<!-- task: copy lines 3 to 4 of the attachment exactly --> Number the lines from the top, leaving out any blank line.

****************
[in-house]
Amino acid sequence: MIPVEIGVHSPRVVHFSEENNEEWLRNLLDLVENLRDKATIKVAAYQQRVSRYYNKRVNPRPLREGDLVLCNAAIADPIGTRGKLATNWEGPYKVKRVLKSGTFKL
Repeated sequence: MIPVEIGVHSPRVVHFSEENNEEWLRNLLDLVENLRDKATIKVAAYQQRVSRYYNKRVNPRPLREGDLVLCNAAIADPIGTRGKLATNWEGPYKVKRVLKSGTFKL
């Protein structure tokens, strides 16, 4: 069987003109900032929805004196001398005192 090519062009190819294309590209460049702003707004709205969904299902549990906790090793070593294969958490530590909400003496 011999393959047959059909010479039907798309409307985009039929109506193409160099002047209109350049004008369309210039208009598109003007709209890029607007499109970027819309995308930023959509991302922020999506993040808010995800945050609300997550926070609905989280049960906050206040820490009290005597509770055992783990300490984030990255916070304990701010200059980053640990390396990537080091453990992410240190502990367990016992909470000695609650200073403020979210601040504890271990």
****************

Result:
Repeated sequence: MIPVEIGVHSPRVVHFSEENNEEWLRNLLDLVENLRDKATIKVAAYQQRVSRYYNKRVNPRPLREGDLVLCNAAIADPIGTRGKLATNWEGPYKVKRVLKSGTFKL
């Protein structure tokens, strides 16, 4: 069987003109900032929805004196001398005192 090519062009190819294309590209460049702003707004709205969904299902549990906790090793070593294969958490530590909400003496 011999393959047959059909010479039907798309409307985009039929109506193409160099002047209109350049004008369309210039208009598109003007709209890029607007499109970027819309995308930023959509991302922020999506993040808010995800945050609300997550926070609905989280049960906050206040820490009290005597509770055992783990300490984030990255916070304990701010200059980053640990390396990537080091453990992410240190502990367990016992909470000695609650200073403020979210601040504890271990």